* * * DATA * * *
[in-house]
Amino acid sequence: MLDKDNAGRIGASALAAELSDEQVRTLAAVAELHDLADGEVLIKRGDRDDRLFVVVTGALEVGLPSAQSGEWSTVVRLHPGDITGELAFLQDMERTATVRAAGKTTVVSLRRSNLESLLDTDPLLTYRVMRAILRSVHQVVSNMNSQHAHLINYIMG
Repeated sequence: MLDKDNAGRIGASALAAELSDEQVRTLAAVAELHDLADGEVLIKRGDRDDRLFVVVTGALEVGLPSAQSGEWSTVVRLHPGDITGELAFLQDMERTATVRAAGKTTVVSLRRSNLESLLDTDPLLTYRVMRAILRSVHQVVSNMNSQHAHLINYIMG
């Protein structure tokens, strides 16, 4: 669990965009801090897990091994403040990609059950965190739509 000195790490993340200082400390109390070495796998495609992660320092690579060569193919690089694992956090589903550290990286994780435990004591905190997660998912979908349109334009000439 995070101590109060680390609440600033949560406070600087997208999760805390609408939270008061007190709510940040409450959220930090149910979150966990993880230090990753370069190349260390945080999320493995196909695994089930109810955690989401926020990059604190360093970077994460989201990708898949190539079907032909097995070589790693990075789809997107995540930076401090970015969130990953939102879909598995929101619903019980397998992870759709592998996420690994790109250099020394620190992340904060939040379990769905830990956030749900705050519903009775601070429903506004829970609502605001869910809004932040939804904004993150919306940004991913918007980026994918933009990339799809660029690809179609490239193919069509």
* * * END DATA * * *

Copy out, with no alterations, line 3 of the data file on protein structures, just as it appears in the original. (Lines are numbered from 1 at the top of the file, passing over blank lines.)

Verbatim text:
Repeated sequence: MLDKDNAGRIGASALAAELSDEQVRTLAAVAELHDLADGEVLIKRGDRDDRLFVVVTGALEVGLPSAQSGEWSTVVRLHPGDITGELAFLQDMERTATVRAAGKTTVVSLRRSNLESLLDTDPLLTYRVMRAILRSVHQVVSNMNSQHAHLINYIMG